“It was very clear that this was a fake redundancy process put in place to get rid of me from the office. There were no grounds for this, there had been no performance management process put in place nor had I received formal warnings.

“I had almost no discussions with the Minister regarding this process and was excluded from speaking with her, she refused to answer my calls or messages and emails.”

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In a statement, Senator Cash denied that Ms Miller had been bullied in her office but welcomed the investigation.

“At the time of her employment, between late 2017 and mid-2018, the Minister and the office understood Ms Miller’s personal circumstances which is why support, leave and flexible work arrangements were offered to her,” Senator Cash said.

“Given the matter is now subject to a formal process in the Department of Finance, the Minister will not be commenting further.”

After working in politics for over a decade, Ms Miller said she subsequently found all her attempts to get another job with the Morrison Government were blocked.

“I have tried on multiple occasions to gain employment with other Ministers because I really enjoyed being a Media Adviser and had worked so hard to build up that career,” she said.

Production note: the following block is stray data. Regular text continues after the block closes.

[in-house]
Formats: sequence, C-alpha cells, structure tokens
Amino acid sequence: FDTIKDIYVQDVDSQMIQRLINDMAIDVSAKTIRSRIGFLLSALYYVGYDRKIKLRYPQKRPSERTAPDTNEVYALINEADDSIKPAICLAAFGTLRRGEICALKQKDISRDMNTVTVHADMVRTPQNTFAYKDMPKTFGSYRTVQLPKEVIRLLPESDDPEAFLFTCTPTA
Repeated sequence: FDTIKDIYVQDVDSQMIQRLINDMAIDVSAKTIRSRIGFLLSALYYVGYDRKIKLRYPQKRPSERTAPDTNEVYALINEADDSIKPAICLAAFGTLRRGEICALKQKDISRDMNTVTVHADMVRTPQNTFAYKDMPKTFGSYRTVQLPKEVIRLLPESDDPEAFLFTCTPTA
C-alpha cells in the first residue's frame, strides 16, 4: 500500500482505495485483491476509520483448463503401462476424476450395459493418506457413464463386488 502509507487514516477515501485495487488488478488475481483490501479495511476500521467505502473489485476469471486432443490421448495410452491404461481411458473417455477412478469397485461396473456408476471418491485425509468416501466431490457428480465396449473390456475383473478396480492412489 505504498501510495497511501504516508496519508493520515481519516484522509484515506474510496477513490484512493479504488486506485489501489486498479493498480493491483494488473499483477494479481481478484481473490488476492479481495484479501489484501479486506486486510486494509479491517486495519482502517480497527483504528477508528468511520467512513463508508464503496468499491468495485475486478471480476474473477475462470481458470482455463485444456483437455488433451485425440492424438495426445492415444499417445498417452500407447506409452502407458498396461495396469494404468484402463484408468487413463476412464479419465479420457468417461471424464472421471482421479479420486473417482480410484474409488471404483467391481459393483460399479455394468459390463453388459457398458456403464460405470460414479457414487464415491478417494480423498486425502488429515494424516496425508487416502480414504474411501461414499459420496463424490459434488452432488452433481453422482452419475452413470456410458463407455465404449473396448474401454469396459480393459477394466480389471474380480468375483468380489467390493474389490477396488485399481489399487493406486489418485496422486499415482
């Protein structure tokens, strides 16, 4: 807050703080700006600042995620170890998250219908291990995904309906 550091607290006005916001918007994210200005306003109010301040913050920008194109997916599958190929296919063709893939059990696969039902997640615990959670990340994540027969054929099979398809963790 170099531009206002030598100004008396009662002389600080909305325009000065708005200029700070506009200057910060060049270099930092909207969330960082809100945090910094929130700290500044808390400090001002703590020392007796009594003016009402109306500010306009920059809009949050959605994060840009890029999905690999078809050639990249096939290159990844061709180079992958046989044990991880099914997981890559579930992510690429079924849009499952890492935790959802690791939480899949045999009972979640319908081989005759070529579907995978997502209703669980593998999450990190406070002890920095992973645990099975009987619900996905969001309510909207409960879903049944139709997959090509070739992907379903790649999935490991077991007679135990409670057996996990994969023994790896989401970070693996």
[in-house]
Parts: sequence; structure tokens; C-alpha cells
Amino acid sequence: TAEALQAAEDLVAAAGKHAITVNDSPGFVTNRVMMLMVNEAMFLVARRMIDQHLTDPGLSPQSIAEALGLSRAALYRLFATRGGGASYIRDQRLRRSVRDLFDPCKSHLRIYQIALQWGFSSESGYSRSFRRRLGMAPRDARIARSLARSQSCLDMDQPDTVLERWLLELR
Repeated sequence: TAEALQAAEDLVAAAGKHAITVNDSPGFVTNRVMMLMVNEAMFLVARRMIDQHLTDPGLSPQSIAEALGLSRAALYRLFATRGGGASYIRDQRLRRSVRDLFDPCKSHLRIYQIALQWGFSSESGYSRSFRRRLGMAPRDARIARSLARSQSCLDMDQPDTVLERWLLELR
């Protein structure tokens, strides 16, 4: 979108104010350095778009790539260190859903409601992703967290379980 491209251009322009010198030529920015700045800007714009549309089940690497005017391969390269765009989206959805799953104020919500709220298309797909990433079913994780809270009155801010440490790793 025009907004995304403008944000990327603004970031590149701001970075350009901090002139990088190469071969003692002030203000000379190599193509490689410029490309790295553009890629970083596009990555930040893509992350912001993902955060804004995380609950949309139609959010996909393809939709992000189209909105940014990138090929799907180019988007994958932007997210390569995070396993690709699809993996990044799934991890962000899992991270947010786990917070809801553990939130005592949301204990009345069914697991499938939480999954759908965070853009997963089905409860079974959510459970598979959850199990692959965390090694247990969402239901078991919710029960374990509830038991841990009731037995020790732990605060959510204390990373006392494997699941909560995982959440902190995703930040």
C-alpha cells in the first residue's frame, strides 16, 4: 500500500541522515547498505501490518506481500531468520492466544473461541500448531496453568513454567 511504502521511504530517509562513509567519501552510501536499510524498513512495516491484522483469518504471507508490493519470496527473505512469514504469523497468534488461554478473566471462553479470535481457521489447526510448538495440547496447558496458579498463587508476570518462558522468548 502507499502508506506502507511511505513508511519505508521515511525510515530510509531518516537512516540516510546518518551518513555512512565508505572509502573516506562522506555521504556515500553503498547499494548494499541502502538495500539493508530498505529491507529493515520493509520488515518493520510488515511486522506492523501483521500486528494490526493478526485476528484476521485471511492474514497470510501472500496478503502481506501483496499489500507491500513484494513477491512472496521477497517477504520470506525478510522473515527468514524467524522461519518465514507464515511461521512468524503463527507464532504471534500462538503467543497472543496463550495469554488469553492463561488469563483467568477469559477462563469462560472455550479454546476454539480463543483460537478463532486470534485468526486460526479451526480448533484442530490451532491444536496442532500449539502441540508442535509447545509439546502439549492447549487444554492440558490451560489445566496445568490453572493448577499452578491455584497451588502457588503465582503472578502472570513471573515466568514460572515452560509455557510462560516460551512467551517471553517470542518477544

“These have been continuously blocked and I have had no success, even for roles in which I was over-qualified. I strongly feel that my reputation has been severely damaged due to the rumours and I am now being black-listed. One of the roles I applied for after the 2019 election was approved by the Minister and then blocked by ‘Star Chamber’ headed up by Tony Nutt, who is a Victorian Liberal Party powerbroker and would have been aware of the rumours about the relationship between Alan and myself.

“I strongly feel I have been discriminated against because of a personal relationship, that I have experienced bullying and harassment which led to the end of my promising career in politics, and I’d like my complaint to be received in the hope people working in Parliament now don’t have the same experience.”